Shadow Northern Ireland secretary Ivan Lewis speaks at the Labour conference in Manchester in 2014.
Show Hide image

Ivan Lewis: "self-indulgent" Milburn and Hutton must remember need for unity

Shadow Northern Ireland secretary says former New Labour ministers "would have been the very people lecturing others". 

There was fury across Labour this week at Alan Milburn's attack on the party's election strategy. Figures from all wings of the party regarded the content ("a pale imitation" of the 1992 campaign) and the timing of his remarks - the launch day of the party's NHS pledge - as unacceptable. One former Blairite minister told me that the former health secretary's behaviour amounted to "treachery". Others pointed to his earnings from private healthcare as evidence of a vested interest in promoting the sector. 

Now, in an interview with the New Statesman, Ivan Lewis has delivered the most prominent criticism from the shadow cabinet. Referring to Milburn and to former defence secretary John Hutton, who co-authored a critical Financial Times article, the Blairite shadow Northern Ireland secretary urged the pair to remember their own lessons on discipline. 

Alan Milburn and John Hutton were two people who delivered very impressive things for Labour in the period that they were in government. But they would have been the very people lecturing others about ill-discipline and self-indulgence at this stage in the political cycle. And that's why their interventions were unacceptable this week. 

He added:

Those interventions, that view of Labour doing things differently, if that's their opinion, fine, they've had three, four years to air those opinions. To do it on the day that Labour published its NHS pledge was inappropriate and regrettable. 

I don't think we should be personal, as some have chosen to be. As I say, these people did make a very big contribution to many of the positive things that Labour did between 1997 and 2010. Alan Milburn, for example, the lowest waiting times in the history of the NHS, we should never forget that. But they, more than anyone, would have talked about the need for discipline and for unity and been critical of those who were self-indulgent, so I hope they'll reflect on the impact of their interventions this week and make sure it doesn't happen again during the course of this campaign.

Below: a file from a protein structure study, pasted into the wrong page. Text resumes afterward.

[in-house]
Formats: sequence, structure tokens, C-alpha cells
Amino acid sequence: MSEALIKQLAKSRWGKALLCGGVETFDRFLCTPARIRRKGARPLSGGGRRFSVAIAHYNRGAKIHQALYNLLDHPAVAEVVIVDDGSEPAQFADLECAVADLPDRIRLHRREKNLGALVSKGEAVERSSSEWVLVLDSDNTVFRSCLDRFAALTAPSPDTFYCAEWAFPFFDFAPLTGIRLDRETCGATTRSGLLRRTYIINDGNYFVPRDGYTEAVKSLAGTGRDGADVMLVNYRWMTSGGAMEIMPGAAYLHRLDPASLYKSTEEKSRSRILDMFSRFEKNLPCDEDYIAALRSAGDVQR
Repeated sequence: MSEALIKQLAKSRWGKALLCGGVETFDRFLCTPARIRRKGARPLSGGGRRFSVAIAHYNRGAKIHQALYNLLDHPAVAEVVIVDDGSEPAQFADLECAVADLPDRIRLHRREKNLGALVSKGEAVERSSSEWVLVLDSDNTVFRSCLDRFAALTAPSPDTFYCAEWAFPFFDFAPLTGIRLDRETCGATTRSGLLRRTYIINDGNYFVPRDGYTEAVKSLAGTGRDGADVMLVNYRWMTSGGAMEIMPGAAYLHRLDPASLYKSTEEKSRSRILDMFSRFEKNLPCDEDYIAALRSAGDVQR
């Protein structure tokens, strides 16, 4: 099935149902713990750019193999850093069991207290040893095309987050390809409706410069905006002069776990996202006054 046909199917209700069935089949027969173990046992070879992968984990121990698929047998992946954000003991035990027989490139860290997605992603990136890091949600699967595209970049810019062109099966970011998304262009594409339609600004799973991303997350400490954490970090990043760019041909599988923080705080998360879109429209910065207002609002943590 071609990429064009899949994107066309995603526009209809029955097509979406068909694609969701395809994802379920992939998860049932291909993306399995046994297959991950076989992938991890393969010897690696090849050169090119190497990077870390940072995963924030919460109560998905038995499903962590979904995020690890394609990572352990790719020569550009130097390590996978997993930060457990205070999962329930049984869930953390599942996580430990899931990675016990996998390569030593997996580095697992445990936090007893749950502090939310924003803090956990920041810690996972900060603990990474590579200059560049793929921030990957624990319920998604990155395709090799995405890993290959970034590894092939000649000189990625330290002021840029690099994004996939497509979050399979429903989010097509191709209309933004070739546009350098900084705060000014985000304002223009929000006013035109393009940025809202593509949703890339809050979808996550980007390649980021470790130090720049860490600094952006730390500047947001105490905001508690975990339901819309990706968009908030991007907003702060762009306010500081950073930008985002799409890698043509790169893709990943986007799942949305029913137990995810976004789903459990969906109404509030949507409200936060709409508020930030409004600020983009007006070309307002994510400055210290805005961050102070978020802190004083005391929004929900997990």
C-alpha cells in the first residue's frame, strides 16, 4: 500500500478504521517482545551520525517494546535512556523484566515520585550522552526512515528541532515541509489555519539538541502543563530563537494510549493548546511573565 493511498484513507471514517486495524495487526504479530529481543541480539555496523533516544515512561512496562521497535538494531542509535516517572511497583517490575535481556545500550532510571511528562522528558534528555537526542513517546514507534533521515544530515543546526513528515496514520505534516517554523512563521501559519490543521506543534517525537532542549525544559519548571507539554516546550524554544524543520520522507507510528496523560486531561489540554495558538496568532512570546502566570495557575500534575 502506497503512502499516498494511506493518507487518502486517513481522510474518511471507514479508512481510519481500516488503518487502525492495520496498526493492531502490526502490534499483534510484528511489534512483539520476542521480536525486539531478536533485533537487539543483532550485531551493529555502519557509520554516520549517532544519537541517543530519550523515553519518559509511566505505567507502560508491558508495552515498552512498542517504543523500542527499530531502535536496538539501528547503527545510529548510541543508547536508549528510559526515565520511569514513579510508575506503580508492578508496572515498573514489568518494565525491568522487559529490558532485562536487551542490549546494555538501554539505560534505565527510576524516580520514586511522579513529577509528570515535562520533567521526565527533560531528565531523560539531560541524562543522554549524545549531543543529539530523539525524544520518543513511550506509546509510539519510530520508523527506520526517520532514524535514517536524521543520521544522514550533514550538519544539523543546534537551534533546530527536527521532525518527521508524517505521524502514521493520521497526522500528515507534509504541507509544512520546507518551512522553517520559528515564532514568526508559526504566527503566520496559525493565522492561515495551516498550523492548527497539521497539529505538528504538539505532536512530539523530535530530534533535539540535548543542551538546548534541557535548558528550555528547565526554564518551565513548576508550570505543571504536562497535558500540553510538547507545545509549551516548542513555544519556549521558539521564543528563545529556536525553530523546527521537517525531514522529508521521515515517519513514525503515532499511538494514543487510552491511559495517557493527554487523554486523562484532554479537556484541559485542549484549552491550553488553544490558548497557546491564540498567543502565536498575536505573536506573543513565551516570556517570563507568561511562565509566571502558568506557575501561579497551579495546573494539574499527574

"No justification" for keeping DUP out of TV debates

Elsewhere in the interview, Lewis criticised the broadcasters' decision to exclude the DUP from the proposed TV debates. "I can't see any objective justification for that decision," he said. "If you look at the SNP, Plaid Cymru, the Greens, Ukip, there's absolutely no justification for keeping Northern Ireland's voice out of these debates, none whatsoever."

Conservative poster of Ed Miliband and Gerry Adams was "gutter politics"

Asked whether Labour could work with the Northern Irish parties in the event of a hung parliament, Lewis said: "We're aiming for a majority, so we're not going to speculate about coalitions."

He went on to attack the "entirely untrue" story that Labour had encouraged Sinn Fein MPs to take their seats after the election, adding that the Conservatives' subsequent poster of Ed Miliband with Gerry Adams was "the kind of gutter politics that I think we need to expect day in, day out, week in, week out in this election. Totally not based on one fact, totally untrue."

"Tory arrogance" over Unionist parties

Lewis also criticised the "arrogance" that led the Conservatives to believe that Northern Ireland's Unionist parties would automatically favour them.

"In terms of working, I work with all of the parties in Northern Ireland, we have a relationship of equal respect with all of them. I think there is an arrogance among the Tories, who believe that Unionists should support them. They don't seem to realise, for instance, that many of the voters of the Democratic Unionist Party are being hammered in terms of Tory social policy. 1930s-level cuts would be awful in the UK generally, but in terms of a society that's emerging from conflict it would have an even worse effect. In a situation, frankly, where if you look at youth unemployment, if you look at long-term unemployment, Northern Ireland is still lagging behind the rest of the United Kingdom. 

"So I think the Tory arrogance that assumes that they have this close relationship with the Democratic Unionist Party ... I think we have a good relationship with all the parties and it's important in Northern Ireland that you seek to be an honest broker, you seek to be trusted equally by all the parties and you're not seen to be taking sides."

The full interview with Ivan Lewis will appear next week.

George Eaton is political editor of the New Statesman.

Getty
Show Hide image

Find the EU renegotiation demands dull? Me too – but they are important

It's an old trick: smother anything in enough jargon and you can avoid being held accountable for it.

I don’t know about you, but I found the details of Britain’s European Union renegotiation demands quite hard to read. Literally. My eye kept gliding past them, in an endless quest for something more interesting in the paragraph ahead. It was as if the word “subsidiarity” had been smeared in grease. I haven’t felt tedium quite like this since I read The Lord of the Rings and found I slid straight past anything written in italics, reasoning that it was probably another interminable Elvish poem. (“The wind was in his flowing hair/The foam about him shone;/Afar they saw him strong and fair/Go riding like a swan.”)